Bryce Canyon National Park

A Bryce History

Dispatch by S. Bedford
Photo by Jimmy Martinello

Morning came early on our second day in the canyon. Actually, that’s a lie.

Morning, with its glowing peaches, cushioning lavenders and (most importantly) embracing sunshine, lolly-gagged. Five a.m., however, was right on time. Beneath a canopy of stars and amid a chorus of yawns, we breakfasted on peanut butter oatmeal and black tea, Delano’s camp-side breakfast coaxing us into wakefulness.

Clif Bar Bryce Canyon
Stopping for a quick snack

We captured sunrise with a photo shoot at the aptly named Inspiration Point. As nibbling mule deer looked on with mild curiosity, we tiptoed to the crumbling precipice beneath skeletal trees and gazed at the hoodoos that seemed to awaken with the dawn light.

We were then treated to a surprise second breakfast (hey, we intrepid adventurers must maintain our energy somehow) by Bryce Canyon National Park physical scientist Jim McNitt. Over cheese infused scrambled eggs and Canadian syrup-laden pancakes, Jim explained how the rim of the canyon is receding one and a half feet every 60 years as the amphitheater experiences head-ward erosion.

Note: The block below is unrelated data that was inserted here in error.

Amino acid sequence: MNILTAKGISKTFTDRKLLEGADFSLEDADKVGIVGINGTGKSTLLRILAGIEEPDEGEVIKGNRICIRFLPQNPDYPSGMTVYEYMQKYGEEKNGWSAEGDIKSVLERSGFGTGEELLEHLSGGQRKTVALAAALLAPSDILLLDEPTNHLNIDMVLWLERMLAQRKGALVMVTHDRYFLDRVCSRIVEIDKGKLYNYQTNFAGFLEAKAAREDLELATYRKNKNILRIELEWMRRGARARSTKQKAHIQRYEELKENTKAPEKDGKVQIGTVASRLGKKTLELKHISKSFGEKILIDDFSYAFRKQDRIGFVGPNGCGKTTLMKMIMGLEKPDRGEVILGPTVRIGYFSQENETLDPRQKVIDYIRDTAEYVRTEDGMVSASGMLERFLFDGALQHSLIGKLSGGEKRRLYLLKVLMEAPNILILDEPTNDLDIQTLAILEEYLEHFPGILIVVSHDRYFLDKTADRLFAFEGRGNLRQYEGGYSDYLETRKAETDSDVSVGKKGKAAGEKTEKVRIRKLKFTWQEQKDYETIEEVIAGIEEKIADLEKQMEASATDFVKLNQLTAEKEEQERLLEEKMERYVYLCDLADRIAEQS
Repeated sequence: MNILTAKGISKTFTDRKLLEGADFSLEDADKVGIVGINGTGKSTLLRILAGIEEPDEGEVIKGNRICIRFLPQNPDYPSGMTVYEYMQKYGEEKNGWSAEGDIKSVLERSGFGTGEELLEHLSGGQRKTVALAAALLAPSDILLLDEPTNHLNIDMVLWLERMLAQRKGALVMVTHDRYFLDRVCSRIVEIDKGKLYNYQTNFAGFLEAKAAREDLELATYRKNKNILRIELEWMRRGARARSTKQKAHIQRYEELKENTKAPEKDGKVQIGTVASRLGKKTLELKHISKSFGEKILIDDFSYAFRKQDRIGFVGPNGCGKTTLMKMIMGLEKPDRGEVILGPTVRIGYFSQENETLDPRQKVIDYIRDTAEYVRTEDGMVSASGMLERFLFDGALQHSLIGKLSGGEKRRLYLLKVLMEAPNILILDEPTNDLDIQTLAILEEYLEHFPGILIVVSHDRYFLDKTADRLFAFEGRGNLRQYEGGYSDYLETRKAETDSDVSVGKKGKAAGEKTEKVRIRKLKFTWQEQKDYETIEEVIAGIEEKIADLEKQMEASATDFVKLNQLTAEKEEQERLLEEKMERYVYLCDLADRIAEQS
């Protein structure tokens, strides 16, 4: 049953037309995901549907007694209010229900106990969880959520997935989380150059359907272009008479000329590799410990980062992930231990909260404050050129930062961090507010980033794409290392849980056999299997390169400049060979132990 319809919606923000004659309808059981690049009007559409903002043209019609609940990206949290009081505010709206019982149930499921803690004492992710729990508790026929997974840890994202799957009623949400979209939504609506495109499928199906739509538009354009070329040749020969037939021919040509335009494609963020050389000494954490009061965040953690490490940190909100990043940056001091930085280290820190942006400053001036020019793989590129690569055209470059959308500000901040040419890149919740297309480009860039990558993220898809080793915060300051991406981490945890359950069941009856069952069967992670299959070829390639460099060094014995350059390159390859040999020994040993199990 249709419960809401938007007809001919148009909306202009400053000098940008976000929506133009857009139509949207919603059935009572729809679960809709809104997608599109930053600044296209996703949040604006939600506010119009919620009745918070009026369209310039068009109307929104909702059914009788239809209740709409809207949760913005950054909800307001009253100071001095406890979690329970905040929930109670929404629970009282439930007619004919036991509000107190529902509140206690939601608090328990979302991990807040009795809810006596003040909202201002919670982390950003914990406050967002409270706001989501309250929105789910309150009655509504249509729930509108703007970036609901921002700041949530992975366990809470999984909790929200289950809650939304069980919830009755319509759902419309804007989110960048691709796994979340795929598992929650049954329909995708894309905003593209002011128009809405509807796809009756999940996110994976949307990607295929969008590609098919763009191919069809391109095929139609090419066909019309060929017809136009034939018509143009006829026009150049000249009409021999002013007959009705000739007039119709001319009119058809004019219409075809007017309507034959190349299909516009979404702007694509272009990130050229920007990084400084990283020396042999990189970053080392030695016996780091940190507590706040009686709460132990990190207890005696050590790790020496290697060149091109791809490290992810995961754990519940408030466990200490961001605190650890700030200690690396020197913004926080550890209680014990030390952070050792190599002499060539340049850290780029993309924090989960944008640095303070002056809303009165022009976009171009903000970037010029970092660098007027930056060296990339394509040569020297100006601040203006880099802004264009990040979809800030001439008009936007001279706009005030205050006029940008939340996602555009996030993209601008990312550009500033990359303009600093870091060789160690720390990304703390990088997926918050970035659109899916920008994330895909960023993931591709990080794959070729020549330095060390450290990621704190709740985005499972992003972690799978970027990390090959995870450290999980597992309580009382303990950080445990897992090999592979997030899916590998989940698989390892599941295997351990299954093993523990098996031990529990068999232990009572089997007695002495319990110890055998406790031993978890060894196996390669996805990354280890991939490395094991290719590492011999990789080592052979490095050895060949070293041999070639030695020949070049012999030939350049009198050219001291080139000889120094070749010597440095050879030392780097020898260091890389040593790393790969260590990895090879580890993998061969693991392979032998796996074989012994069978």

“It’s believed that, in a million years, this whole plateau will be gone and I’ll be out of a job,” joked the scientist. “Hopefully I’ll be retired by then.”

He added that Bryce Canyon’s exposed rocks are “only” 100 million years old—mere spring chickens when compared to the 1.5 billion-year-old Grand Canyon.

With the fervour of a child showing off his most prized G.I. Joe action figure, Jim presented us with a fossilized wasp cocoon. He explicated that the region was once an enormous lake that dried up 35 million years ago. During this time, the wasps laid their eggs in the viscous mud. We immediately began speculating the Jurassic Park-esque potential of the fossil, to which Jim patiently inquired after the appeal of resurrecting a prehistoric wasp.

Bryce Canyon Bryce Canyon National Park physical scientist Jim McNitt
The Ancient Nautilus Shell

The scientist also revealed two vertebrae of a hadrosaur that were discovered in the area as well as an ammonite shell, which is the ancestor of today’s nautilus shell—although Delano had me convinced it was the horn of an ancient ram. We left Jim’s bungalow, our bellies filled with scrumptious eats and our minds filled with fresh why I shouldn’t believe everything Delano says.

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